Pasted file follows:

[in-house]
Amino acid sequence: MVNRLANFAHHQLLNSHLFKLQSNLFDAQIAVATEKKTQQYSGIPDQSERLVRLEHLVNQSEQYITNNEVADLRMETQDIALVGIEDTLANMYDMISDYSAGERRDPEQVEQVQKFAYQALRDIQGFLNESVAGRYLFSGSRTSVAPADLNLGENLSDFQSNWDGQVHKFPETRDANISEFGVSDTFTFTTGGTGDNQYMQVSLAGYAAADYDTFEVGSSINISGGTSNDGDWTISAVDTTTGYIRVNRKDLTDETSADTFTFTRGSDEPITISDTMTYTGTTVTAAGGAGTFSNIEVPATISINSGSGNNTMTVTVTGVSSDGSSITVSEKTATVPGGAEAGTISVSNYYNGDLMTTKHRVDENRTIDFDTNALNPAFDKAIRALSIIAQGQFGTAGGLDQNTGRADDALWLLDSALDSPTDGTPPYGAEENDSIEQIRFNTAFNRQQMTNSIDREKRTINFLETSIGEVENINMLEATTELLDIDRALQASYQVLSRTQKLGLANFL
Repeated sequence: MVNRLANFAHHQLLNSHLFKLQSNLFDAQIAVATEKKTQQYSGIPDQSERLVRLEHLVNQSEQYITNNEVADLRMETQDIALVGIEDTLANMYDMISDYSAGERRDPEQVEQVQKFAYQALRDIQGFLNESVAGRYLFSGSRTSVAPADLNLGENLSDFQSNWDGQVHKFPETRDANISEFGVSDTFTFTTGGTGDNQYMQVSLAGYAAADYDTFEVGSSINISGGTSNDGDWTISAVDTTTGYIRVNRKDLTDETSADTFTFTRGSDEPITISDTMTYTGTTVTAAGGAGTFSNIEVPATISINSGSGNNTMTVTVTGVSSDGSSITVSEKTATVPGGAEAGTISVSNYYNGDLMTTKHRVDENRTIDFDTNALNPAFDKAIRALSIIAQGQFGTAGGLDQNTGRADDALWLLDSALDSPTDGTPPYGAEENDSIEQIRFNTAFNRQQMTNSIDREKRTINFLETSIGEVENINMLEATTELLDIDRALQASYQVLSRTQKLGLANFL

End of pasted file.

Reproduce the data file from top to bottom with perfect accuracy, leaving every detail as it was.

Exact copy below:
[in-house]
Amino acid sequence: MVNRLANFAHHQLLNSHLFKLQSNLFDAQIAVATEKKTQQYSGIPDQSERLVRLEHLVNQSEQYITNNEVADLRMETQDIALVGIEDTLANMYDMISDYSAGERRDPEQVEQVQKFAYQALRDIQGFLNESVAGRYLFSGSRTSVAPADLNLGENLSDFQSNWDGQVHKFPETRDANISEFGVSDTFTFTTGGTGDNQYMQVSLAGYAAADYDTFEVGSSINISGGTSNDGDWTISAVDTTTGYIRVNRKDLTDETSADTFTFTRGSDEPITISDTMTYTGTTVTAAGGAGTFSNIEVPATISINSGSGNNTMTVTVTGVSSDGSSITVSEKTATVPGGAEAGTISVSNYYNGDLMTTKHRVDENRTIDFDTNALNPAFDKAIRALSIIAQGQFGTAGGLDQNTGRADDALWLLDSALDSPTDGTPPYGAEENDSIEQIRFNTAFNRQQMTNSIDREKRTINFLETSIGEVENINMLEATTELLDIDRALQASYQVLSRTQKLGLANFL
Repeated sequence: MVNRLANFAHHQLLNSHLFKLQSNLFDAQIAVATEKKTQQYSGIPDQSERLVRLEHLVNQSEQYITNNEVADLRMETQDIALVGIEDTLANMYDMISDYSAGERRDPEQVEQVQKFAYQALRDIQGFLNESVAGRYLFSGSRTSVAPADLNLGENLSDFQSNWDGQVHKFPETRDANISEFGVSDTFTFTTGGTGDNQYMQVSLAGYAAADYDTFEVGSSINISGGTSNDGDWTISAVDTTTGYIRVNRKDLTDETSADTFTFTRGSDEPITISDTMTYTGTTVTAAGGAGTFSNIEVPATISINSGSGNNTMTVTVTGVSSDGSSITVSEKTATVPGGAEAGTISVSNYYNGDLMTTKHRVDENRTIDFDTNALNPAFDKAIRALSIIAQGQFGTAGGLDQNTGRADDALWLLDSALDSPTDGTPPYGAEENDSIEQIRFNTAFNRQQMTNSIDREKRTINFLETSIGEVENINMLEATTELLDIDRALQASYQVLSRTQKLGLANFL